Golf is a dominating feature of Arizona's recreational landscape, and it's a fun way to get hammered and still claim the title of "athlete." But the elitist sport takes skills, patience, and plenty of cash. Luckily, we were introduced to the world of disc golf — a more laid-back way to drink, smoke, and then chill the rest of the day knowing you got some kind of physical activity in, because hey, throwing a Frisbee qualifies as sports these days, and people take it seriously. The disc golf course at Fountain Park in the quaint Phoenix suburb of Fountain Hills is quite well-maintained and features incredible, top-of-the-line baskets. The park and course wrap all the way around the lake and utilize it on most holes. Big circle tee boxes allow for alternate routes to baskets on this picturesque course, which is featured on the Disc Golf Pro Tour and the Professional Disc Golf Association tour. And maybe best of all, every hole features breathtaking views of the world-famous fountain in the center of Fountain Hills, a water feature that measures 560 feet tall at its full height.

On the second evening of Innings Festival in February, a lot of attendees found themselves suddenly interested in something besides the music. As the sun began to set, a particularly beautiful group of colors began to emerge: lemon yellow near where the water meets the sky, then a bold orange-pink, giving way to a blue-gray-purple. The paths near the side of the lake filled with people taking selfies and sunset shots. It was an unexpectedly lovely ending to a great weekend of music, but Tempe Town Lake is an excellent vantage point for sunsets even when there's not a festival going on. The surface of the lake, plus all the shiny buildings that line the water, means that one gorgeous sky gets reflected in countless surfaces, giving the viewer an impossibly beautiful eyeful of color every time.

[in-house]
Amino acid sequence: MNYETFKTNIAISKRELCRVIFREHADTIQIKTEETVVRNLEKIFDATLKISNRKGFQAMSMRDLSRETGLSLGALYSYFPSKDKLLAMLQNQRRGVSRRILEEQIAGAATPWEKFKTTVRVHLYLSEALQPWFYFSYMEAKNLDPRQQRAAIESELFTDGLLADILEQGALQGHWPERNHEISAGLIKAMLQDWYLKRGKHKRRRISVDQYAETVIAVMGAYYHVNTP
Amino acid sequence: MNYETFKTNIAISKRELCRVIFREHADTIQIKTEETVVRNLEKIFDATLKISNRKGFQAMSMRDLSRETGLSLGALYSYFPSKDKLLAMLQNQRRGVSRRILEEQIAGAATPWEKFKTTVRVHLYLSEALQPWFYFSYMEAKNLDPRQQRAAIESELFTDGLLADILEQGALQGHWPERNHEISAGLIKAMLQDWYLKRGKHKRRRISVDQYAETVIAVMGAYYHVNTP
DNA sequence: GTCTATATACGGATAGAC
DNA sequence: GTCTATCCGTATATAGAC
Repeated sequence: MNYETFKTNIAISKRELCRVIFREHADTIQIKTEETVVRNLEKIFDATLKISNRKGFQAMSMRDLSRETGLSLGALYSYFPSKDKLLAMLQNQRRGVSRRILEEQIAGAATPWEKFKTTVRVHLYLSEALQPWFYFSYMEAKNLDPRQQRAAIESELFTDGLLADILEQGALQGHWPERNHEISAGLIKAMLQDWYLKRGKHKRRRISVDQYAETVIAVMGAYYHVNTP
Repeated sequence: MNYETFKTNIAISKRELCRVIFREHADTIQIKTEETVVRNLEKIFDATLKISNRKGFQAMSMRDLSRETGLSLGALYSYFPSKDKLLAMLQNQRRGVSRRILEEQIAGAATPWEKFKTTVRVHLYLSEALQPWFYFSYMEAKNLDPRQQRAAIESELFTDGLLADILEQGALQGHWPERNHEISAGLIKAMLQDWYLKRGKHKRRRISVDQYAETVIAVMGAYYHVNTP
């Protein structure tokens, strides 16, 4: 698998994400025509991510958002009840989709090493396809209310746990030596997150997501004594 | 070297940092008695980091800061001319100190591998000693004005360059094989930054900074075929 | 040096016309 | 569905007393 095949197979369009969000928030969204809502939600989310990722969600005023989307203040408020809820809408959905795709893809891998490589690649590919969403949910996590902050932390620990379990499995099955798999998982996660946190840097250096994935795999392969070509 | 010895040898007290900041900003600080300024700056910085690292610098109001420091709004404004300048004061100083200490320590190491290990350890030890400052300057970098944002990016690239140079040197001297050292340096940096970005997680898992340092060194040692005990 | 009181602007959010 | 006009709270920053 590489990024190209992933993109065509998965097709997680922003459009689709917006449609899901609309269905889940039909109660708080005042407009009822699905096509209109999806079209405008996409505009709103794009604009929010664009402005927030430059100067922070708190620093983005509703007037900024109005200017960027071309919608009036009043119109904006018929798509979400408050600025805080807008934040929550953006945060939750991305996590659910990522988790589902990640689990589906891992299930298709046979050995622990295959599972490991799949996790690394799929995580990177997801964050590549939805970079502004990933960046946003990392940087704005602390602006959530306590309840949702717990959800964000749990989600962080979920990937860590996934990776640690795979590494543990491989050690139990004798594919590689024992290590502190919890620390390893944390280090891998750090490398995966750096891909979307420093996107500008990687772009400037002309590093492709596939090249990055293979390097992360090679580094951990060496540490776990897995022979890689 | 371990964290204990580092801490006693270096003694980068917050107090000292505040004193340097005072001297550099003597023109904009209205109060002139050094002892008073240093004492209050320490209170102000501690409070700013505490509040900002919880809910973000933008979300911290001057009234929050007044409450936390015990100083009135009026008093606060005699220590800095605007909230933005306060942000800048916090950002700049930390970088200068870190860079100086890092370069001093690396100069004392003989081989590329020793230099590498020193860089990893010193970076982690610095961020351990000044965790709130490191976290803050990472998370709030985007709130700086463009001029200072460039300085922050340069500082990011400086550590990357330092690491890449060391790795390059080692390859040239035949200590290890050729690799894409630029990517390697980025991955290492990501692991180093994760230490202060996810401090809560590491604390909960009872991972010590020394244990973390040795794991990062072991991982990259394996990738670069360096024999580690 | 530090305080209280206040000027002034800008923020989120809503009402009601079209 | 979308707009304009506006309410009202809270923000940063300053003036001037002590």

Luigi Richie

The two Baytek Beer Ball games at The Little Woody aren't as flashy or high-tech as the Skee-Ball machines found at garish family fun centers in the Valley, but that's sort of the point. The lo-fi game room at the Arcadia bar is a hipper spot for local Skee musketeers to roll for glory. Its old-school vibe fits the retro roots of Skee-Ball (which dates back to the early 1900s), the beer and libations menu is unrivaled, and there aren't any rugrats around to distract you. Plus, games are free every Monday night and local social sports group PHX Fray organizes Skee-Ball leagues throughout the year. And when you tire of ruling the ramp, there are darts, shuffleboard, a pool table, and board games to choose from. So if your aim is true, start limbering up your wrist and roll down to The Little Woody.

Carousels can be found spinning up quaint, innocent fun for the young, and the young at heart, at amusement parks and family-friendly attractions across the Valley. If you're looking for the best merry-go-round around, though, head for Mesa's Superstition Springs Center, where the double-decker Fun Zone Carousel is located next to the food court. Unlike other local carousels, it offers two levels of saddled beasts to ride, as well as twice the fun. Its menagerie of mounts includes such exotic and fantastical choices as a gorilla, dinosaurs, and dragons. There's also a proud bald eagle with its wings outstretched, talons extended, and perfectly posed if you want to pretend you're Gandalf rescuing Frodo and Sam from Mount Doom or stage some sort of humorously over-the-top patriotic selfie for social media. It's $4 per ride or four rides for $15, so pay up, hop up, and get ready to ride. Adventure and fun await.

It isn't difficult to pick out the La Grande Wheel XL amid the glowing, rainbow-colored spectacle of the Arizona State Fair's midway when the event occurs every fall. Living up to its moniker, the 164-foot-tall attraction is visible from miles away, towering over every other ride, the nearby Arizona Veterans Memorial Coliseum, and everything else in the immediate vicinity of the fairgrounds. As such, riders in each of its 36 air-conditioned gondolas get panoramic views of downtown Phoenix, the surrounding sprawl, and the various mountains dotting the horizon. La Grande Wheel XL is touted by its owners, local carnival ride operator Ray Cammack Shows, as the largest traveling observation wheel in the Western Hemisphere, while fair organizers tell Phoenix New Times it's one of the most popular rides at the event. It's also one the priciest, typically costing 20 tickets or more per person, but it's worth the expense for the chance to ride the biggest and best Ferris wheel in town.